Addressing an International Business Conference in Bulawayo, which ran concurrently with the just ended Zimbabwe International Trade Fair (ZITF), Tsvangirai said there was a general misconception about parastatals.
“There are those parastatals that are of a social nature, those that provide services such as electricity and water,” he said.
“Those we will continue to protect because they provide an essential service. If we privatise them, we would be exposing the people to exorbitant rates, so we will continue protecting them.”
Government has over the years continued to protect water and electricity provision arguing that they are strategic sectors, but services have continued to deteriorate leading to calls for privatisation.
As part of measures aimed at improving parastatals’ operational efficiency, government prioritised the privatisation and commercialisation of 10 entities in 2010.
However, State Enterprises and Parastatals minister, Gorden Moyo, has previously blamed line ministries and management for lack of commitment towards completing the restructuring process.
Critics say most of Zimbabwe’s parastatals have been ruined by poorly qualified managers, many aligned to Zanu PF, who were put in charge of the government-controlled firms because of their political connections rather than technical expertise.
Zimbabwe has 78 parastatals, which at full capacity can contribute 40% towards the country’s Gross Domestic Product (GDP).
“Yes, there are those parastatals that need to be privatised because the government does not need to be in business. Business should be business.
Why should the government be in manufacturing? Therefore, those parastatals that are in manufacturing should be privatised,” said Tsvangirai.
Parastatals have continued to be dogged by challenges that include undercapitalisation, obsolete infrastructure, low capacity utilisation, lack of working capital caused by low debt collection, outstanding long-term loans, non-compliance, lack of good corporate governance and the existence of substantial inter-parastatal debts.
The premier said government would identify firms that it could enter partnerships with.
Suggestions were made at the conference that all heads of ailing state enterprises be fired.
Contributing to the discussion, Deputy Prime minister Arthur Mutambara told delegates that in China, parastatal bosses who continued making losses would be viewed as economic saboteurs and shot.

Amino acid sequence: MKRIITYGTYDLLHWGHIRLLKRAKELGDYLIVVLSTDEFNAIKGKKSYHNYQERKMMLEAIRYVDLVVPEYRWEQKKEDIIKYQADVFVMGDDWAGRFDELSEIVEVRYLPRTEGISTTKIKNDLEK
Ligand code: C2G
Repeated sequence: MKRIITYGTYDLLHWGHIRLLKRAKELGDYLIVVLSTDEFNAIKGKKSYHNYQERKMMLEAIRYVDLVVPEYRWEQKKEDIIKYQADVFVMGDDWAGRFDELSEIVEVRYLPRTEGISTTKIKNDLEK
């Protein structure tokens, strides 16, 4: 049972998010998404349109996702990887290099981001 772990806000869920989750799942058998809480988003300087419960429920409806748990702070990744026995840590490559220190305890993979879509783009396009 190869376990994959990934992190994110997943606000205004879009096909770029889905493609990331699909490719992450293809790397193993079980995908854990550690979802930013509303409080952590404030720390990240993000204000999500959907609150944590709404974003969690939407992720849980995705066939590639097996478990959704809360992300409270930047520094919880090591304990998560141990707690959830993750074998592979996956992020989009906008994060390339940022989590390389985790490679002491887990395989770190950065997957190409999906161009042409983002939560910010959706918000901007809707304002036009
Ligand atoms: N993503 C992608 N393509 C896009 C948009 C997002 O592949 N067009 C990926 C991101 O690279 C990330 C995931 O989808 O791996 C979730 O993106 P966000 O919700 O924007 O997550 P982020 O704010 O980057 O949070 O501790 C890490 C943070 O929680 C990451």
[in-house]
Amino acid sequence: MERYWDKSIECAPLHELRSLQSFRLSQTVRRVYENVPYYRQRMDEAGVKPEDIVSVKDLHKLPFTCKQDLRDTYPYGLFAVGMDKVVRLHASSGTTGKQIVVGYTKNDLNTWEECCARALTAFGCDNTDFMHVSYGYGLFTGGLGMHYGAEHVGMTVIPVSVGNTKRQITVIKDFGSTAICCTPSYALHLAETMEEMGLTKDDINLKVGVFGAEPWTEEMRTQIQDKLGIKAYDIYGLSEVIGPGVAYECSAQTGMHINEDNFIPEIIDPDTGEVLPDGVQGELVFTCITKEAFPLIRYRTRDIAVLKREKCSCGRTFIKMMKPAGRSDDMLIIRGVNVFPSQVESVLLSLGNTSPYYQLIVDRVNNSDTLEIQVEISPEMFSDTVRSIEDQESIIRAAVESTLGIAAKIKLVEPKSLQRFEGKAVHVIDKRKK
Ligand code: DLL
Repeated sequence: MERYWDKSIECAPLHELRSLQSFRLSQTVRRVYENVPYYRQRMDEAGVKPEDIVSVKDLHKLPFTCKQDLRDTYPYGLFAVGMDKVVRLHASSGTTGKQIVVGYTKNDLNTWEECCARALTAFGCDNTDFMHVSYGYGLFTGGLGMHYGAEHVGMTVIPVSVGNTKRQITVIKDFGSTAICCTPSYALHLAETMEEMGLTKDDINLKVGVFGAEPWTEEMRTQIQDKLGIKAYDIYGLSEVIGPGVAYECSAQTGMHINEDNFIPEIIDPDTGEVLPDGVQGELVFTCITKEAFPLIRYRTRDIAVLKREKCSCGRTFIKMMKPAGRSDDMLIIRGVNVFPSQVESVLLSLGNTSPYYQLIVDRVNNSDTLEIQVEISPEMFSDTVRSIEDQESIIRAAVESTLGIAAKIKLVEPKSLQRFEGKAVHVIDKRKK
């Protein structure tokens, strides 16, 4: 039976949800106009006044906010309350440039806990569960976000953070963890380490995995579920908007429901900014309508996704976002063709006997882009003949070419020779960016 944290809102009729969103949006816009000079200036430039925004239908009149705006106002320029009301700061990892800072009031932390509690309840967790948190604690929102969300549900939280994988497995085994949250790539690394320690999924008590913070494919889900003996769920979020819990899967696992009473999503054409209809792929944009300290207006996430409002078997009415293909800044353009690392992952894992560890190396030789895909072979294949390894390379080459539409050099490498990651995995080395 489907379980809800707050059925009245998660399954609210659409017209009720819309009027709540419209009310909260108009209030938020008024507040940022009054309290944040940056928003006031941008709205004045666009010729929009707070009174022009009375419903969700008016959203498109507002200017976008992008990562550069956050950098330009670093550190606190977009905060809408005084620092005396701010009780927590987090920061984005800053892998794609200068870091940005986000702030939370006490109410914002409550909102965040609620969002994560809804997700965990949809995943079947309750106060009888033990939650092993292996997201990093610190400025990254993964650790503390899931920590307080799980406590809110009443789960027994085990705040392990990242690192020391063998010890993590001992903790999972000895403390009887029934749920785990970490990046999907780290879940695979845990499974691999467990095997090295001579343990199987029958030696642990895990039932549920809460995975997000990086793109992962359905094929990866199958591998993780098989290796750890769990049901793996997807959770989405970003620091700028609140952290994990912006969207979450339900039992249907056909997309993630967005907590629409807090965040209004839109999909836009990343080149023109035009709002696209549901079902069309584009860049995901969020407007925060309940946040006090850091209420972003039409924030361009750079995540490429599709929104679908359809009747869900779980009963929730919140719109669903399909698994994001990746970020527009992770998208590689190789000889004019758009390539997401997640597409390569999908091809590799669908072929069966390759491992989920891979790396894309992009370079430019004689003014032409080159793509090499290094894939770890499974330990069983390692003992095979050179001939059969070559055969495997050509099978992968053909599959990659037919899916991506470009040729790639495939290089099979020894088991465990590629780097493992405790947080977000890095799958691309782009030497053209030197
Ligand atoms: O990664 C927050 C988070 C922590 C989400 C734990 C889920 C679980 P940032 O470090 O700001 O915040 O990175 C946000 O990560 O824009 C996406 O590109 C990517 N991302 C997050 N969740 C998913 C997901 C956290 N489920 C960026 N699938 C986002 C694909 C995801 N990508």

“In China such bosses are treated as economic saboteurs. They are shot dead, but we should not do that here,” he said.
The government has lined up 10 firms for privatisation that include the Grain Marketing Board, fixed-telephone line operator, TelOne and its sister cellular company, NetOne, Cold Storage Company, Allied Timbers, Air Zimbabwe and Agribank among others.
Most parastatals’ operations have recently come under the spotlight, owing to continued losses incurred despite continued assistance from fiscal authorities.
Tsvangirai says farmers need leases
Meanwhile, Tsvangirai said government should give farmers leases in order to facilitate their access to capital.
He said the new black farmers continued to fail to produce enough to feed the nation because of lack of capital, as their land was not “bankable.”
“I cannot over-emphasise the need for government to move with speed to restore the collateral value of land and other commercial assets to leverage our natural heritage. One of the reasons our farmers and indigenous entrepreneurs have not been as successful, is the failure to access the much-needed capital as land remains a dead asset with huge potential for financial leverage,” Tsvangirai said.
Government once released 99-year-leases, but these have been criticised as not being bankable because of clauses in the offer letters. The 99-year leases do not give rights to banks to grab land once the lessee defaults on loan repayment. Instead, the minister of lands is the one with powers to repossess land.
Agricultural experts have said the lack of secure land tenure has been a major disincentive to those who want to invest in agriculture, saying this was the reason why much of the once productive land is either lying idle or producing very little.
The Commercial Farmers Union (CFU) has previously stated that agrarian reforms rendered land dead capital, as it could no longer be used as security when applying for loans for farming activities. — BY NQOBANI NDLOVU